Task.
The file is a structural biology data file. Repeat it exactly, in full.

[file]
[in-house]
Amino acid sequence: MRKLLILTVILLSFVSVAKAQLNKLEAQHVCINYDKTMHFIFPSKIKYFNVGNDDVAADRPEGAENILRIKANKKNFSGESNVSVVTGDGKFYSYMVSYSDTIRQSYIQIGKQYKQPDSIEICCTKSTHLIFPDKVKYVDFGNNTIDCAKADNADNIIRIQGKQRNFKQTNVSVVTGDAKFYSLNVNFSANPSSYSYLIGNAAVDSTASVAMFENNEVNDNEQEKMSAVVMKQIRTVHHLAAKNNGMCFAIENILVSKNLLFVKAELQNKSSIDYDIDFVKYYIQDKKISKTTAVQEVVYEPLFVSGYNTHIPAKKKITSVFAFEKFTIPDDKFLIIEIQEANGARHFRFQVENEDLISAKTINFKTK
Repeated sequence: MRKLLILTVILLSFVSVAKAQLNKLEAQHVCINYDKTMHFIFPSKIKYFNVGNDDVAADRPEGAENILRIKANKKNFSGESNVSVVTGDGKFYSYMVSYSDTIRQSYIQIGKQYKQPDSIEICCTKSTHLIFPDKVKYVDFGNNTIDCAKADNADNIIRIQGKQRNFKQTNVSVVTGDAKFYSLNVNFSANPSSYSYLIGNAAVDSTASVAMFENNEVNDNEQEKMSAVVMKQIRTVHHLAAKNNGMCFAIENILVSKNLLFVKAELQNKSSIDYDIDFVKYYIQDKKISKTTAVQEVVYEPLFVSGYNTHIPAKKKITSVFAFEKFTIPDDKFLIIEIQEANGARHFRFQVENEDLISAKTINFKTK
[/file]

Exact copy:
[in-house]
Amino acid sequence: MRKLLILTVILLSFVSVAKAQLNKLEAQHVCINYDKTMHFIFPSKIKYFNVGNDDVAADRPEGAENILRIKANKKNFSGESNVSVVTGDGKFYSYMVSYSDTIRQSYIQIGKQYKQPDSIEICCTKSTHLIFPDKVKYVDFGNNTIDCAKADNADNIIRIQGKQRNFKQTNVSVVTGDAKFYSLNVNFSANPSSYSYLIGNAAVDSTASVAMFENNEVNDNEQEKMSAVVMKQIRTVHHLAAKNNGMCFAIENILVSKNLLFVKAELQNKSSIDYDIDFVKYYIQDKKISKTTAVQEVVYEPLFVSGYNTHIPAKKKITSVFAFEKFTIPDDKFLIIEIQEANGARHFRFQVENEDLISAKTINFKTK
Repeated sequence: MRKLLILTVILLSFVSVAKAQLNKLEAQHVCINYDKTMHFIFPSKIKYFNVGNDDVAADRPEGAENILRIKANKKNFSGESNVSVVTGDGKFYSYMVSYSDTIRQSYIQIGKQYKQPDSIEICCTKSTHLIFPDKVKYVDFGNNTIDCAKADNADNIIRIQGKQRNFKQTNVSVVTGDAKFYSLNVNFSANPSSYSYLIGNAAVDSTASVAMFENNEVNDNEQEKMSAVVMKQIRTVHHLAAKNNGMCFAIENILVSKNLLFVKAELQNKSSIDYDIDFVKYYIQDKKISKTTAVQEVVYEPLFVSGYNTHIPAKKKITSVFAFEKFTIPDDKFLIIEIQEANGARHFRFQVENEDLISAKTINFKTK